the film

Amid Climate Change,
Fish Struggle to Adapt

by Keith Chaplin
The Spokesman-Review, December 13, 2008

(Alex Pajunas) Researchers have found the slow-moving backwaters between the proposed Bradwood Landing liquefied natural gas terminal site and Brownsmead are valuable habitat for chinook salmon fry. Less than one year old, the fry use the shallow marshes for food and predator protection as they grow and prepare to venture out to the sea. CLARKSTON - As professional fishing guides, Pat and Judy Long have been up and down the Clearwater and Snake rivers in southeast Washington the past ten years, spending day after day on the river. Today, they notice the little things - weeks without fish biting. Fish runs dispersed over longer intervals. Later runs.

"We've seen problems with water flow, changes in patterns, and things that just aren't stable," Judy Long said.

In recent years, a new variable has been added to the tricky formula of salmon survival: climate change.

Water temperatures - estimated to increase nearly 2 degrees by 2040 - and decreased snowpacks could pose an emerging threat to Pacific salmon, according to federal scientists. More frequent and powerful spring floods may sweep through spawning grounds. Heat-stressed fish may be more vulnerable to parasites and pathogens, scientists warn.

And while debates rage on about what constitutes the biggest impact to fish migration, higher water temperatures have been affecting salmon and steelhead as they migrate up and down rivers of the Pacific Northwest.

"The rate of climate change is faster than the evolution of the migrating fish," said Matt Keefer, a research support scientist at the University of Idaho.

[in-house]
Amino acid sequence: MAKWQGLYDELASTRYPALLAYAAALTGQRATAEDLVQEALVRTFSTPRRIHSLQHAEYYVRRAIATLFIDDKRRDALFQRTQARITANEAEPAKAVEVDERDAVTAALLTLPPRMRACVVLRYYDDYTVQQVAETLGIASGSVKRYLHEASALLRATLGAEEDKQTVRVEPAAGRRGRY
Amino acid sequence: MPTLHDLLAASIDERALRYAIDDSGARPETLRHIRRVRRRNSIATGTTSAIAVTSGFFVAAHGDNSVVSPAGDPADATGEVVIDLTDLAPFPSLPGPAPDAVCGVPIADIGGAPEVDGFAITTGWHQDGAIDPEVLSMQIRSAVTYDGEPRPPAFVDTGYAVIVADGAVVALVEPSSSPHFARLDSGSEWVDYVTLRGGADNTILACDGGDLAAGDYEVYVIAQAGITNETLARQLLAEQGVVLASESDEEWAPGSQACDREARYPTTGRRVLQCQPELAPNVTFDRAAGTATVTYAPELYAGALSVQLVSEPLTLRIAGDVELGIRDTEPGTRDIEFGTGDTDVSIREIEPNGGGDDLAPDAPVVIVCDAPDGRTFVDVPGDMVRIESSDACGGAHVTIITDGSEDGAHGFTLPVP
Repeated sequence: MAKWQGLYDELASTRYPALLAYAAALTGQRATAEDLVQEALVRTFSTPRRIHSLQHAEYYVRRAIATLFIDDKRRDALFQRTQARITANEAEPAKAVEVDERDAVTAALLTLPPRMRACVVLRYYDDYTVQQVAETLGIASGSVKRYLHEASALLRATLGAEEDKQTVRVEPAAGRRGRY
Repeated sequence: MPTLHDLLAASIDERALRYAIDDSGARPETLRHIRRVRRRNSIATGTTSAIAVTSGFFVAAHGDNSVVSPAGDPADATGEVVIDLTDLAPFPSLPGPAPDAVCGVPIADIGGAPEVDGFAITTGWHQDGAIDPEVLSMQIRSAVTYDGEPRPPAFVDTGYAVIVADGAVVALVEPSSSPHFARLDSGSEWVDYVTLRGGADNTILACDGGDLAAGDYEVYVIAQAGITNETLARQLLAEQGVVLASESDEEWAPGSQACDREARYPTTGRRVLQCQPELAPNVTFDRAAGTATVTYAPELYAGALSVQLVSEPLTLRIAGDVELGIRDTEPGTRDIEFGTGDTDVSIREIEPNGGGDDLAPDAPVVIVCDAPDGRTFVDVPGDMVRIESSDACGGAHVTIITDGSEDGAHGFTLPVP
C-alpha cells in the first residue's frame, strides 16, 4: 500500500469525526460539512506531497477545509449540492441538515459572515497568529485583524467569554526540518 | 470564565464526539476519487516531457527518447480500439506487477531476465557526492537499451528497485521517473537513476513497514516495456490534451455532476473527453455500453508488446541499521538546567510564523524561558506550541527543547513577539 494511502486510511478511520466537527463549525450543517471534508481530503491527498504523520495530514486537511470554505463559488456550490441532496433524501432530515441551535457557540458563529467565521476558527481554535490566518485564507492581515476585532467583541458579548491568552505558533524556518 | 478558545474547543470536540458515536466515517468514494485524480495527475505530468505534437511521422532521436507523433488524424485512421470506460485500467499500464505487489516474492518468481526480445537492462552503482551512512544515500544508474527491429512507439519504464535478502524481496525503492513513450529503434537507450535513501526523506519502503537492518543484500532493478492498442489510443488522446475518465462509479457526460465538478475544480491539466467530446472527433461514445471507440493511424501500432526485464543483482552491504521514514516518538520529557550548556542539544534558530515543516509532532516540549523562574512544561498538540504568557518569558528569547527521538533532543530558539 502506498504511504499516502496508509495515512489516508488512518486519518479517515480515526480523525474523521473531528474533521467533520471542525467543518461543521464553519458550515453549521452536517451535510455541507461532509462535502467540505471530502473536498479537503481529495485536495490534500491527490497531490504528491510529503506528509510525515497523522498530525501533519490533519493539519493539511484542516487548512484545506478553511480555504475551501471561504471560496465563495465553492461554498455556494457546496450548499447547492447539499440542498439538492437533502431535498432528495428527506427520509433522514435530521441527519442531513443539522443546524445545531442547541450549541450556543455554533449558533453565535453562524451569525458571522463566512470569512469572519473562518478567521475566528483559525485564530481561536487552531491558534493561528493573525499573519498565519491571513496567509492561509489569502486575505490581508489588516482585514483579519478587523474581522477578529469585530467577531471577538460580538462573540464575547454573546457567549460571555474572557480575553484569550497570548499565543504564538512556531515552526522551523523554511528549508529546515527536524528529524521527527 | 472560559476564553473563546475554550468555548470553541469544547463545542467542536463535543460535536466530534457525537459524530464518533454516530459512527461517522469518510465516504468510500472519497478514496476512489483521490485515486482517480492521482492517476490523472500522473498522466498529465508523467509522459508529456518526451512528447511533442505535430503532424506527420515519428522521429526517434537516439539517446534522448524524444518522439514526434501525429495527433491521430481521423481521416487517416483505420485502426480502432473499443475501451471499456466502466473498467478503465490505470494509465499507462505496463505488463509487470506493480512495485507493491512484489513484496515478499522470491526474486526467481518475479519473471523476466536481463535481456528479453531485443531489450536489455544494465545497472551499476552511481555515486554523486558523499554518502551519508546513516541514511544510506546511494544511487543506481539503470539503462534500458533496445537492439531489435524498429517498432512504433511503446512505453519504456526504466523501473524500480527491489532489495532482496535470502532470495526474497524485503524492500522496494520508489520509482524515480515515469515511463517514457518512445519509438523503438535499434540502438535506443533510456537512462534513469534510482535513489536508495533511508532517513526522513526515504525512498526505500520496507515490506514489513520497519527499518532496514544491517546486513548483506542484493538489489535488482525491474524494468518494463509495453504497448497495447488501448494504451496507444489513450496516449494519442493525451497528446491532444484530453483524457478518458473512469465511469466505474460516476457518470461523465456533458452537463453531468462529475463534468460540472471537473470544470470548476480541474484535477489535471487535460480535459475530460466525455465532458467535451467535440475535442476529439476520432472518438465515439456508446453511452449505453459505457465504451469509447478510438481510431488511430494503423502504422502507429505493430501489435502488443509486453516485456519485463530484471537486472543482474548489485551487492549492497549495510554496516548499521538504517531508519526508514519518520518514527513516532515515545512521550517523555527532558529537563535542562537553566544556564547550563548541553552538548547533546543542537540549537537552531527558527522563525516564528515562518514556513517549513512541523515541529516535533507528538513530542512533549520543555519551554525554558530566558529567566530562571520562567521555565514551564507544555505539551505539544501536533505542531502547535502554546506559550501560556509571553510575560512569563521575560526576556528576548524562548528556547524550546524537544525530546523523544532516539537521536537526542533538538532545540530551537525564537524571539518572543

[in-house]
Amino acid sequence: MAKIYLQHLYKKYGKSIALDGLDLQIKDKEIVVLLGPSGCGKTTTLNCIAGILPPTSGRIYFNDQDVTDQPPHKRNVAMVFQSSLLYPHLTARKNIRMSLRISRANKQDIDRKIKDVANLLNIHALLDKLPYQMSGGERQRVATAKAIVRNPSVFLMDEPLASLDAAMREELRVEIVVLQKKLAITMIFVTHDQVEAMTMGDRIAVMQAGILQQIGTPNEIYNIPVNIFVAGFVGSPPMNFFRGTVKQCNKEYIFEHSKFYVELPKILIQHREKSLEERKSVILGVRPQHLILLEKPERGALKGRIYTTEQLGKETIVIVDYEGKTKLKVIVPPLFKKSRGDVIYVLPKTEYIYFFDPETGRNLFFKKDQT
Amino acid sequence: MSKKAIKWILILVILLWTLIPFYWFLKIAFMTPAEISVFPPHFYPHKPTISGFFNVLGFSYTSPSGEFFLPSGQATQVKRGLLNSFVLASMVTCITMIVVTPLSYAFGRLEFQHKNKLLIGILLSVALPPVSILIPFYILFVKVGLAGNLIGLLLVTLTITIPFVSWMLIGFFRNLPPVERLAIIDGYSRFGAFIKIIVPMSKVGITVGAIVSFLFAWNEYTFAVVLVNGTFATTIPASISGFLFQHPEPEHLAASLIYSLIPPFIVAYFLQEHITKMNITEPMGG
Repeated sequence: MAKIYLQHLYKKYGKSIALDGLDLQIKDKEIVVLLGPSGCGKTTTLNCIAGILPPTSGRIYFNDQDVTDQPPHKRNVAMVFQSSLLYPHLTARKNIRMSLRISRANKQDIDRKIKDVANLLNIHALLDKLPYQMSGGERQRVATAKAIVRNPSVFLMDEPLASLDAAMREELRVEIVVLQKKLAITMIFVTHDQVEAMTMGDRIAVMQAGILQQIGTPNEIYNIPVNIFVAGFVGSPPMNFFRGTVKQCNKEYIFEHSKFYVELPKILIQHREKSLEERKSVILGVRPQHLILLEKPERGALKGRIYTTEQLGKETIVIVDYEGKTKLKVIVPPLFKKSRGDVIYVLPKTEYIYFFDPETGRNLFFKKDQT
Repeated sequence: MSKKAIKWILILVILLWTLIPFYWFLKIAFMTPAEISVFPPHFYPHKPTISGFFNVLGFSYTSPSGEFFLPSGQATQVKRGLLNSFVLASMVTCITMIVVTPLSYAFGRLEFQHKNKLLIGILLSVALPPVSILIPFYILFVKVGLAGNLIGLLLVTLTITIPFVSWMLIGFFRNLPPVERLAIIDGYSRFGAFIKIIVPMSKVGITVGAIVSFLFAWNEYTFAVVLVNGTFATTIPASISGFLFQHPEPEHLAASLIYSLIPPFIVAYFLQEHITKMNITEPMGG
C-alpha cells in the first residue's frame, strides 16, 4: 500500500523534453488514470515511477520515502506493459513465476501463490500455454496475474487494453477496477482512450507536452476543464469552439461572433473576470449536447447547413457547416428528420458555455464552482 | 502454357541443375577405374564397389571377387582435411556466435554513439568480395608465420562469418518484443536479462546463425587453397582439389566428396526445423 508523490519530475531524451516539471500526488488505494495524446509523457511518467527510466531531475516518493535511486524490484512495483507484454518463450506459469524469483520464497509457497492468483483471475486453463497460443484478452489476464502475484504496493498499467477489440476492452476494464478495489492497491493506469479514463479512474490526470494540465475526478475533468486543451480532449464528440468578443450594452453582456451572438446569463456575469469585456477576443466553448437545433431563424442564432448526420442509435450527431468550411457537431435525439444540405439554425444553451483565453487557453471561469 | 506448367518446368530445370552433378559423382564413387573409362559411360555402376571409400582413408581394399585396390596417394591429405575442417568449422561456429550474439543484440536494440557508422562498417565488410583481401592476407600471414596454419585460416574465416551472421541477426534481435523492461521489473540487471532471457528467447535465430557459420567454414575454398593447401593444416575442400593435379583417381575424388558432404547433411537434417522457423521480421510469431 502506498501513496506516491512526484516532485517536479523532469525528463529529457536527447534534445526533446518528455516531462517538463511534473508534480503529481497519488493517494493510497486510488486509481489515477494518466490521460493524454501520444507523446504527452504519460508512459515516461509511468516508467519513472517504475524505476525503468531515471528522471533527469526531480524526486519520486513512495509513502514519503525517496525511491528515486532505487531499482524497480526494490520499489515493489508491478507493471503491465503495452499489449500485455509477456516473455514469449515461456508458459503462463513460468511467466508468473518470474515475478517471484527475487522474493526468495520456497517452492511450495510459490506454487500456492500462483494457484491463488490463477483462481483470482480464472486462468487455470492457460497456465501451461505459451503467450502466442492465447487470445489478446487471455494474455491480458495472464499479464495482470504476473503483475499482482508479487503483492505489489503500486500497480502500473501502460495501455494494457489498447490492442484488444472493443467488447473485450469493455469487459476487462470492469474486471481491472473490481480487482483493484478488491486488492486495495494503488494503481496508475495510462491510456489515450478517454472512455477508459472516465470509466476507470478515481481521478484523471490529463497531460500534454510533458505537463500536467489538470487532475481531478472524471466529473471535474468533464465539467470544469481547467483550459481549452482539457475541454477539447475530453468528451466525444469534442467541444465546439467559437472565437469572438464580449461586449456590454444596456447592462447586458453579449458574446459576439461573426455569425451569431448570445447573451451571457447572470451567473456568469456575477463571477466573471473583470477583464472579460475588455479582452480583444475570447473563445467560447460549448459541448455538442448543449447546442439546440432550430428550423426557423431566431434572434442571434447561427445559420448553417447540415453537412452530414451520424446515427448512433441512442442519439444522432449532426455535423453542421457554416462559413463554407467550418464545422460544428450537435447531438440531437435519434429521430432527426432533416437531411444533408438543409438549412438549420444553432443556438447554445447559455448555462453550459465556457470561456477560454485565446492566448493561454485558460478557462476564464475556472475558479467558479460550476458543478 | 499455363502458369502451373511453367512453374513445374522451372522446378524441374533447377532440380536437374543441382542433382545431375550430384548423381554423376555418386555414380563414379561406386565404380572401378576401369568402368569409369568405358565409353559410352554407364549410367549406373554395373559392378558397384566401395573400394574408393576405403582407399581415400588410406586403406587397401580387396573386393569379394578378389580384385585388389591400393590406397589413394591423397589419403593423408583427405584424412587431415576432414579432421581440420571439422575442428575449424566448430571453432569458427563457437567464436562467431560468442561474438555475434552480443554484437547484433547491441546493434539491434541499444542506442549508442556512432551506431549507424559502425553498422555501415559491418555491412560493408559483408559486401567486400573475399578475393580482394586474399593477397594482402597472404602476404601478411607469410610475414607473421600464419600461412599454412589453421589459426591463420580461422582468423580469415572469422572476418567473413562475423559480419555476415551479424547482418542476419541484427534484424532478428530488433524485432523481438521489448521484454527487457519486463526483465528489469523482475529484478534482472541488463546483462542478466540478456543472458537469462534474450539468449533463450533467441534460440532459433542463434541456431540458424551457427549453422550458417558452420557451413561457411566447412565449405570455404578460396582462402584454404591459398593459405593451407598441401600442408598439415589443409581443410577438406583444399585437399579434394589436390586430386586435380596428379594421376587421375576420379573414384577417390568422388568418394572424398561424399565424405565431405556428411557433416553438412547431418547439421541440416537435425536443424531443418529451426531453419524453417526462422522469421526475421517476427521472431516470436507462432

How climate affects salmon

Each summer, salmon and steelhead trout begin the treacherous migration from the Pacific Ocean to spawning grounds in Washington, Oregon and Idaho.

During that trip, the migrating fish eat very little, meaning a high loss in calories if they are forced to stay cool, said Keefer, who has spent the past 11 years studying salmon and steelhead migration in the Columbia, Snake, and Clearwater rivers.

Data dating back to 1960 - before the Lower Granite Dam was built on the Snake River - show freezing water temperatures used to come much earlier and lasted longer than they do now.

From the 1960s to the 1980s, freezing water temperatures were seen as early as October, sometimes lasting until late February. Today, those low temperatures aren't seen until December, and last a month until January, according to National Oceanic and Atmospheric Administration (NOAA) and Army Corp of Engineers data.

Living in Clarkston in the 1970s and early 1980s, Judy Long remembers being able to walk across the frozen Snake River during the winter.

"We used to have really cold weather for several weeks," Long said. "It was not unusual for the river to freeze."

But in the past two decades, Judy Long and her husband Pat have not seen prolonged cold that led to the thick ice.